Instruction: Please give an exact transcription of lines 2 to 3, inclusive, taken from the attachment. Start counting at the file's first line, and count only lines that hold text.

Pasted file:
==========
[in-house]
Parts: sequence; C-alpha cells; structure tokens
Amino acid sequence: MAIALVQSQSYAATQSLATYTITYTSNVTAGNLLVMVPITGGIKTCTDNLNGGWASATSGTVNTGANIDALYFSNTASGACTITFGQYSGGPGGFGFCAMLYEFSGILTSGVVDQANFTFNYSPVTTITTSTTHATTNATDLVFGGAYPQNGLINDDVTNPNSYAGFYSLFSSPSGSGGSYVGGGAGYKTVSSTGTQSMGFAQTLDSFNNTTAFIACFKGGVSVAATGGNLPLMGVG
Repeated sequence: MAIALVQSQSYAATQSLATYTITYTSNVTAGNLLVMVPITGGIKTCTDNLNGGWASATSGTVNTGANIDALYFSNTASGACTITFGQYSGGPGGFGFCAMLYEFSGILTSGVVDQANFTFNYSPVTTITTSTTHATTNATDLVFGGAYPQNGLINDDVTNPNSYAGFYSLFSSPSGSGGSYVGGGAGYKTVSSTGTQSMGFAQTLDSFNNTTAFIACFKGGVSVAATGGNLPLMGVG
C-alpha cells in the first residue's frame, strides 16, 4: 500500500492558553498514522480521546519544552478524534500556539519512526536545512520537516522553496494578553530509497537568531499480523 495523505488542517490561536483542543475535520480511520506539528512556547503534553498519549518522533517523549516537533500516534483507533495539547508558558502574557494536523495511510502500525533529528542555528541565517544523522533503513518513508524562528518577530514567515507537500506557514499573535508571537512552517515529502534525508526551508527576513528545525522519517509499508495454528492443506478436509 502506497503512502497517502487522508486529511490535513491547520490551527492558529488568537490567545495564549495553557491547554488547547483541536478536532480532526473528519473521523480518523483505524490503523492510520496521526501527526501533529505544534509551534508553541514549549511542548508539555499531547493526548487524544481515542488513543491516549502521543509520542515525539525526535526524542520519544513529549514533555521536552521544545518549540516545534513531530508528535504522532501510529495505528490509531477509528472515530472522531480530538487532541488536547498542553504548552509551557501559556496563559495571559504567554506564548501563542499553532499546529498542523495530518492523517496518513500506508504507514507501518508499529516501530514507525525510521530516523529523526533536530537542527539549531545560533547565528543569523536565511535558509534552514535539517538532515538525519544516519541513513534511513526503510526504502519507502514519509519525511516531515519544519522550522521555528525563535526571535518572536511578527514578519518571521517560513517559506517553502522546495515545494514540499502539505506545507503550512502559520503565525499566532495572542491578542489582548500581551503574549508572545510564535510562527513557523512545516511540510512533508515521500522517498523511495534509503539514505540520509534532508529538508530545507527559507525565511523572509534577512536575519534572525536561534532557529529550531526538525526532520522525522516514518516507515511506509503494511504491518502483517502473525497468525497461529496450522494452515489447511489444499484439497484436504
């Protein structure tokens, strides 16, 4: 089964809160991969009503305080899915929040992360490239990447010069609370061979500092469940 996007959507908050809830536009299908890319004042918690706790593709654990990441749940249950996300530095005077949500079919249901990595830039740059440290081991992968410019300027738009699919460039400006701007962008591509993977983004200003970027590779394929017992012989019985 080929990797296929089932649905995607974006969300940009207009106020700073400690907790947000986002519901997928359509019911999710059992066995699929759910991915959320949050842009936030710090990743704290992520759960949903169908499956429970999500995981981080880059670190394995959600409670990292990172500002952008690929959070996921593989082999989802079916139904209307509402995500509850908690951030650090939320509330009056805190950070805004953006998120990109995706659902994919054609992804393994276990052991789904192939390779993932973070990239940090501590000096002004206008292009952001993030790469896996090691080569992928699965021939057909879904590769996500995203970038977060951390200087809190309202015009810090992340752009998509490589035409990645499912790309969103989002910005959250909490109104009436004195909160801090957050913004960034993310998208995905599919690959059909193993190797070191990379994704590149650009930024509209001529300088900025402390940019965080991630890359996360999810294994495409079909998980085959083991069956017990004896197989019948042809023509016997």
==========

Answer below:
Parts: sequence; C-alpha cells; structure tokens
Amino acid sequence: MAIALVQSQSYAATQSLATYTITYTSNVTAGNLLVMVPITGGIKTCTDNLNGGWASATSGTVNTGANIDALYFSNTASGACTITFGQYSGGPGGFGFCAMLYEFSGILTSGVVDQANFTFNYSPVTTITTSTTHATTNATDLVFGGAYPQNGLINDDVTNPNSYAGFYSLFSSPSGSGGSYVGGGAGYKTVSSTGTQSMGFAQTLDSFNNTTAFIACFKGGVSVAATGGNLPLMGVG